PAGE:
There was chanting of the Carmagnole. There were shouts of "To the lamppost." France's first Bastille Day since liberation brought Parisians into the streets for snake-dancing on the boulevards, parades, surreptitious fireworks (firecrackers are officially banned). But the Bastille Day gaiety was less spontaneous than official. Said one French spectator: "It's all very well to show [the people] a military spectacle, but they are still worried about food."
On hand for the occasion were Prague's Mayor Vaclav Macek and a "Monsieur Mong" representing the mayor of Chungking. But France's most important guest was Sidi Lamine, Bey of Tunis. He arrived wearing fez, black tunic and red gold-striped trousers. Across his chest shimmered the red sash of the Legion of Honor.
At the Bois de Boulogne station the Bey was met by General Charles de Gaulle and whisked through flag-decked streets toward the Hotel Talleyrand, to freshen up for the ceremonies, which included the presentation by the Bey to the General of a silver bathtub.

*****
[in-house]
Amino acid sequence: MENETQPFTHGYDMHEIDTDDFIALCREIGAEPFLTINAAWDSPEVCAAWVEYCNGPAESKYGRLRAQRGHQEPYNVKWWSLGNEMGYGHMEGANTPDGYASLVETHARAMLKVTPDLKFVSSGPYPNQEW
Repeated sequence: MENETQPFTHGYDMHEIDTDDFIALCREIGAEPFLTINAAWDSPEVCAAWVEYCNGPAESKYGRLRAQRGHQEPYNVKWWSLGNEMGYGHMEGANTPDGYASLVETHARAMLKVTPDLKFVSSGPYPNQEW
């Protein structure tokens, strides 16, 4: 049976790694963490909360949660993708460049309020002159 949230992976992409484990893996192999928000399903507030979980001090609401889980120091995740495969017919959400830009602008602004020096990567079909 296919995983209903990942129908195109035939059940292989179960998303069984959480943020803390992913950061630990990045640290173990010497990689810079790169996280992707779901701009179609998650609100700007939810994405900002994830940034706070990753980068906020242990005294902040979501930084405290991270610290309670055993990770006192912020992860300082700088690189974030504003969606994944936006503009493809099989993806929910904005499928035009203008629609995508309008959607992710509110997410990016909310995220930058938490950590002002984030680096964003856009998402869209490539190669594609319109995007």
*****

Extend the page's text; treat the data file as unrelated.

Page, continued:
Sidi Lamine was not the only distinguished African visitor to Paris in recent weeks. He had been preceded by Sidi Mohamed Ben Youseff, Sultan of Morocco, who had received the Croix de la Liberation (his son Prince Moulay Hassan was also decoratedsee cut) and was shown a hydroelectric dam in the Auvergne Mountains. Behind these comings & goings was potential trouble in France's North African empire and the specter of France's Syrian debacle (epitomized in the Damascus parliament building wreckedsee cut by French mortars in an attack which Syrians refer to as "Syria's Pearl Harbor"). North Africa was restive. Like Frenchmen, Moroccans, Algerians and Tunisians were still worried about the food shortage. Last year, arid Morocco had its worst drought since 1904. This year's crop will be sufficient only for seed. And Algeria, where bloody revolts were bloodily suppressed (TIME, May 28), was still hungry too.